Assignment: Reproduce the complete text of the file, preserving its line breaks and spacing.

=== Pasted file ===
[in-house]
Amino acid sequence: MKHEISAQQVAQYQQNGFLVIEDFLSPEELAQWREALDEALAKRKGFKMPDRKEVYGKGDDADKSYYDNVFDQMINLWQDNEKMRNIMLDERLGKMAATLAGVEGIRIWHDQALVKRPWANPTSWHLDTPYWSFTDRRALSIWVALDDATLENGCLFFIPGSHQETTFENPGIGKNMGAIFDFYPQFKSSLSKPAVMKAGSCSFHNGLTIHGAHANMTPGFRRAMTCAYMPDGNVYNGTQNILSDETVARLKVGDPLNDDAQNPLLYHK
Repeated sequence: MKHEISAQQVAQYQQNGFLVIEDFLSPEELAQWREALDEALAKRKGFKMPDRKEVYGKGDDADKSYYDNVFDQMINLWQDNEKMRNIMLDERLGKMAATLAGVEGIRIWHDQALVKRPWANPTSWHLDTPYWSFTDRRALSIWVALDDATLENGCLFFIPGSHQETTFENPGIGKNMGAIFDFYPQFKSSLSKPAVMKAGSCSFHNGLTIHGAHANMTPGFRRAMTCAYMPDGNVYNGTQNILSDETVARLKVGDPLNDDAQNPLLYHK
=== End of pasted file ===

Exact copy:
[in-house]
Amino acid sequence: MKHEISAQQVAQYQQNGFLVIEDFLSPEELAQWREALDEALAKRKGFKMPDRKEVYGKGDDADKSYYDNVFDQMINLWQDNEKMRNIMLDERLGKMAATLAGVEGIRIWHDQALVKRPWANPTSWHLDTPYWSFTDRRALSIWVALDDATLENGCLFFIPGSHQETTFENPGIGKNMGAIFDFYPQFKSSLSKPAVMKAGSCSFHNGLTIHGAHANMTPGFRRAMTCAYMPDGNVYNGTQNILSDETVARLKVGDPLNDDAQNPLLYHK
Repeated sequence: MKHEISAQQVAQYQQNGFLVIEDFLSPEELAQWREALDEALAKRKGFKMPDRKEVYGKGDDADKSYYDNVFDQMINLWQDNEKMRNIMLDERLGKMAATLAGVEGIRIWHDQALVKRPWANPTSWHLDTPYWSFTDRRALSIWVALDDATLENGCLFFIPGSHQETTFENPGIGKNMGAIFDFYPQFKSSLSKPAVMKAGSCSFHNGLTIHGAHANMTPGFRRAMTCAYMPDGNVYNGTQNILSDETVARLKVGDPLNDDAQNPLLYHK